By Wale Akinola
The book, Public Procument Policies and Practice, focusing on a vital segment of budgetting, could not have come at a better time than now when all hands ought to be on deck to fine-tune our budgetting processes.
Up till 2001, budget implementation when government procured works, goods and services for the citizenry posed a serious challenge to the economy. The challenge ranged from lack of transpancy, accountability and fairness in the public procurement processes to corruption. The processes did not deliver value for money thereby leading to stunted economic growth. It was in the course of surmounting the challenge that the administration of President Olusegun Obasanjo that year (2001) set up the defunct Budget Monitoring and Price Intelligence Unit (BMPIU) as part of the economic reform programme of the Federal Government to be the vanguard of sensitizing the public procurement stakeholders towards the need for a public procurement law. The BMPIU set up a model that required any contract awarded by the Federal Government to obtain a Due Process Certificate before the contract was presented to the Federal Executive Council for approval.
This ‘Due Process Certification’ was a confirmation that the procurement process had been complied with, the prices applied were reasonable; the contract had been properly awarded to the lowest responsive bid and progress payments were in accordance with actual work carried out.
Due Process analysed
The Due Process Mechanism provided a lucid empirical framework for the evaluation of how best to apply systems and procedures rather than moral suasion, probes and threat of punishment to checkmate administrative corruption, inject transparency, accountability and value for money in public procurement. However, a model can only be a representation of reality. It was in realisation of this that the Presidency, through BMPIU, tabled an executive bill before the National Assembly seeking the creation of the National Council on Government Procurement. The bill also required the Bureau of Public Procurement to be set up as the central office to oversee public procurement. The Public Procurement Act was signed into law in March 2007 and the Bureau took over the activities of the Due Process Office. Now, the Public Procurement Act 2007 (PPA), the National Council on Procurement and the Bureau have started to align Nigeria’s public procurement activities with best international practice. The book, Public Procurement Policies and Practices, diagnoses the PPA and the public procurement regulations issued by the Bureau in terms of public procurement policies and how the policies are being applied. It is not accidental that the book is written by Samuel S.O. Afemikhe. Afemikhe is one of Nigeria’s best hands on the subject of public procurement. A fellow of the Institute of Chartered Accountants of Nigeria (ICAN), his expertise on the subject is better explained by the fact that he has worked extensively for the World Bank Nigeria Country Office in the area of post-procurement reviews and public procurement analysis and review.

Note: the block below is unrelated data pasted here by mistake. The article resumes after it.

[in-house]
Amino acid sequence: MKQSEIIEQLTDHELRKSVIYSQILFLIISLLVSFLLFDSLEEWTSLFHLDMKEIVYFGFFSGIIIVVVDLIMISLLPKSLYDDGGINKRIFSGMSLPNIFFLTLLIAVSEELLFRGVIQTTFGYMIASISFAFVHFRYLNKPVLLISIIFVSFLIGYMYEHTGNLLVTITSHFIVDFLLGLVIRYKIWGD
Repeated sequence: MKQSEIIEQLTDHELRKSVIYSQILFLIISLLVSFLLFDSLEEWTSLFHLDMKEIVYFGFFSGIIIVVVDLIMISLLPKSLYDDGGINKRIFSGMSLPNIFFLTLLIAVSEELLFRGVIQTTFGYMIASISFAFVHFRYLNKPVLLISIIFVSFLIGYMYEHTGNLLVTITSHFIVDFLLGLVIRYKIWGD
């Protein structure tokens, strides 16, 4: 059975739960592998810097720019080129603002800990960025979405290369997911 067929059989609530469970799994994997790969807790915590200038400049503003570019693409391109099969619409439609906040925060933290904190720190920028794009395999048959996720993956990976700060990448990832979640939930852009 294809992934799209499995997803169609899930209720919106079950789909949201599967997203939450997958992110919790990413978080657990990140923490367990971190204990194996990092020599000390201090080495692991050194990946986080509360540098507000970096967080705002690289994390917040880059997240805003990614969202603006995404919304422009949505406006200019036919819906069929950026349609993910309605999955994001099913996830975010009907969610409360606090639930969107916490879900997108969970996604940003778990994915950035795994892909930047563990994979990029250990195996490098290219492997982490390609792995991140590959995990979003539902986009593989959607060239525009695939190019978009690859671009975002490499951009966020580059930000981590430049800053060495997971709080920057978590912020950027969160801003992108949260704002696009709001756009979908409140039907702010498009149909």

And to underscore Afemikhe’s deep understanding of the issues relating to public procurement policies and practice, he wrote a book earlier entitled, Budget Implementation and Value for Money:The Due Process Experience, which showed how procurement reforms could be effectively applied and entrenched to generate a Due Process Culture that drives economic growth and service delivery. The latest book benchmarks the Public Procurement Act provisions and the regulations using the Joint World Bank and the Organisation for Economic Cooperation and Development (OECD) baseline indicators tool which is the agreed standard for assessment of national procurement systems.
The main purpose of the baseline indicators is to assist each country to benchmark its procurement systems by consistently identifying the strengths and weaknesses of the systems assessed, assist in the formulation of a capacity development plan to improve its procurement system and thereby enhance the ability to track progress of reform initiatives. A 590-page book, with 13 chapters, each chapter dealing with a segment of the subject.